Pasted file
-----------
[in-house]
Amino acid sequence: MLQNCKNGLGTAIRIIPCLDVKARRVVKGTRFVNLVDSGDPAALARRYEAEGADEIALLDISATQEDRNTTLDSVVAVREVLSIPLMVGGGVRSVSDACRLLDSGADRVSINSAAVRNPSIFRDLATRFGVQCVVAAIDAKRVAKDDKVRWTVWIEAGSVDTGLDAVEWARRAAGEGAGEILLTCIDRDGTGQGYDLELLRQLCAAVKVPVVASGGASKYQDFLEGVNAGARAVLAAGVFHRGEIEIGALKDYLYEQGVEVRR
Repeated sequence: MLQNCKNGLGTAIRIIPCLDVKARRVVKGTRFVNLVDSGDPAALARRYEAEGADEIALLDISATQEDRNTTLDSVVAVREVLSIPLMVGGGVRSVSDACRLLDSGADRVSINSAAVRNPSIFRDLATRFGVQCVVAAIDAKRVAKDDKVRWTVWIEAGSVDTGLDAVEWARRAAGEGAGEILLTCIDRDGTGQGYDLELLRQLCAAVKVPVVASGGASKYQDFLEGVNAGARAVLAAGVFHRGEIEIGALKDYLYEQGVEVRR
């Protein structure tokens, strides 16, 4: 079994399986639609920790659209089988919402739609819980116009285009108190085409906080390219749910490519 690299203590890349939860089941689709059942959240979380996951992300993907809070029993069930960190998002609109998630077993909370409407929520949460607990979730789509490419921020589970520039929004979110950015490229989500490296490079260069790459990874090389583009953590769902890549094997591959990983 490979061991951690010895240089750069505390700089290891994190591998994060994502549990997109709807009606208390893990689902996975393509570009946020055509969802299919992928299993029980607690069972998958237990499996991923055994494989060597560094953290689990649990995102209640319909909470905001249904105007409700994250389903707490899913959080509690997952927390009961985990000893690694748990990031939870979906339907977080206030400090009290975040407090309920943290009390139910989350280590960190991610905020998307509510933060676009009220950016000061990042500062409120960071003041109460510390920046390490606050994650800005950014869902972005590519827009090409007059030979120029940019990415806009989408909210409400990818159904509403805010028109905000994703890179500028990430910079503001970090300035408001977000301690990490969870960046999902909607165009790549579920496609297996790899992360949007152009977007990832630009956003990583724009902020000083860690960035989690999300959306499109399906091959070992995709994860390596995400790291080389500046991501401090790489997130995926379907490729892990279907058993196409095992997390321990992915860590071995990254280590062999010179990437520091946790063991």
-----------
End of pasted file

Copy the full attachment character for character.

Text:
[in-house]
Amino acid sequence: MLQNCKNGLGTAIRIIPCLDVKARRVVKGTRFVNLVDSGDPAALARRYEAEGADEIALLDISATQEDRNTTLDSVVAVREVLSIPLMVGGGVRSVSDACRLLDSGADRVSINSAAVRNPSIFRDLATRFGVQCVVAAIDAKRVAKDDKVRWTVWIEAGSVDTGLDAVEWARRAAGEGAGEILLTCIDRDGTGQGYDLELLRQLCAAVKVPVVASGGASKYQDFLEGVNAGARAVLAAGVFHRGEIEIGALKDYLYEQGVEVRR
Repeated sequence: MLQNCKNGLGTAIRIIPCLDVKARRVVKGTRFVNLVDSGDPAALARRYEAEGADEIALLDISATQEDRNTTLDSVVAVREVLSIPLMVGGGVRSVSDACRLLDSGADRVSINSAAVRNPSIFRDLATRFGVQCVVAAIDAKRVAKDDKVRWTVWIEAGSVDTGLDAVEWARRAAGEGAGEILLTCIDRDGTGQGYDLELLRQLCAAVKVPVVASGGASKYQDFLEGVNAGARAVLAAGVFHRGEIEIGALKDYLYEQGVEVRR
């Protein structure tokens, strides 16, 4: 079994399986639609920790659209089988919402739609819980116009285009108190085409906080390219749910490519 690299203590890349939860089941689709059942959240979380996951992300993907809070029993069930960190998002609109998630077993909370409407929520949460607990979730789509490419921020589970520039929004979110950015490229989500490296490079260069790459990874090389583009953590769902890549094997591959990983 490979061991951690010895240089750069505390700089290891994190591998994060994502549990997109709807009606208390893990689902996975393509570009946020055509969802299919992928299993029980607690069972998958237990499996991923055994494989060597560094953290689990649990995102209640319909909470905001249904105007409700994250389903707490899913959080509690997952927390009961985990000893690694748990990031939870979906339907977080206030400090009290975040407090309920943290009390139910989350280590960190991610905020998307509510933060676009009220950016000061990042500062409120960071003041109460510390920046390490606050994650800005950014869902972005590519827009090409007059030979120029940019990415806009989408909210409400990818159904509403805010028109905000994703890179500028990430910079503001970090300035408001977000301690990490969870960046999902909607165009790549579920496609297996790899992360949007152009977007990832630009956003990583724009902020000083860690960035989690999300959306499109399906091959070992995709994860390596995400790291080389500046991501401090790489997130995926379907490729892990279907058993196409095992997390321990992915860590071995990254280590062999010179990437520091946790063991």